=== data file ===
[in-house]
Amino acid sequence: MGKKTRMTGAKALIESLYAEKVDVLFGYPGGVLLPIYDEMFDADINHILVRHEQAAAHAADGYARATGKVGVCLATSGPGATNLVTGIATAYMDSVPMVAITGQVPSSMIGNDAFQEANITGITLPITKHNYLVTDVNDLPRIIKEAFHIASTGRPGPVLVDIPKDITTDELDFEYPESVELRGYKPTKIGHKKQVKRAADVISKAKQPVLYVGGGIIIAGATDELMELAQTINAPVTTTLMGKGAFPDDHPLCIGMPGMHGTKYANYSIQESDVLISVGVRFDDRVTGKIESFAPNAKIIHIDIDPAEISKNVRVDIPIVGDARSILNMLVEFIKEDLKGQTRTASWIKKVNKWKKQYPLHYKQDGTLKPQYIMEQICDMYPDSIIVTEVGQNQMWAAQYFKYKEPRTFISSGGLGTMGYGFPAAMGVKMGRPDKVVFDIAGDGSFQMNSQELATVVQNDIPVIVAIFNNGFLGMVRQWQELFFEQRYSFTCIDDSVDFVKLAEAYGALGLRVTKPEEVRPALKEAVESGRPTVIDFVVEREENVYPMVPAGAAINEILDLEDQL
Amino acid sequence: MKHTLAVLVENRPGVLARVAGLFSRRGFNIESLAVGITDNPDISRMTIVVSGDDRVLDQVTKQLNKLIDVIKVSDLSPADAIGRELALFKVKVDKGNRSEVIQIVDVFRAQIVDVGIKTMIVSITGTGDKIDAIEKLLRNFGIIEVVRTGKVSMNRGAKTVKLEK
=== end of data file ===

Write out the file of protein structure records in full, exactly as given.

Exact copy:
[in-house]
Amino acid sequence: MGKKTRMTGAKALIESLYAEKVDVLFGYPGGVLLPIYDEMFDADINHILVRHEQAAAHAADGYARATGKVGVCLATSGPGATNLVTGIATAYMDSVPMVAITGQVPSSMIGNDAFQEANITGITLPITKHNYLVTDVNDLPRIIKEAFHIASTGRPGPVLVDIPKDITTDELDFEYPESVELRGYKPTKIGHKKQVKRAADVISKAKQPVLYVGGGIIIAGATDELMELAQTINAPVTTTLMGKGAFPDDHPLCIGMPGMHGTKYANYSIQESDVLISVGVRFDDRVTGKIESFAPNAKIIHIDIDPAEISKNVRVDIPIVGDARSILNMLVEFIKEDLKGQTRTASWIKKVNKWKKQYPLHYKQDGTLKPQYIMEQICDMYPDSIIVTEVGQNQMWAAQYFKYKEPRTFISSGGLGTMGYGFPAAMGVKMGRPDKVVFDIAGDGSFQMNSQELATVVQNDIPVIVAIFNNGFLGMVRQWQELFFEQRYSFTCIDDSVDFVKLAEAYGALGLRVTKPEEVRPALKEAVESGRPTVIDFVVEREENVYPMVPAGAAINEILDLEDQL
Amino acid sequence: MKHTLAVLVENRPGVLARVAGLFSRRGFNIESLAVGITDNPDISRMTIVVSGDDRVLDQVTKQLNKLIDVIKVSDLSPADAIGRELALFKVKVDKGNRSEVIQIVDVFRAQIVDVGIKTMIVSITGTGDKIDAIEKLLRNFGIIEVVRTGKVSMNRGAKTVKLEK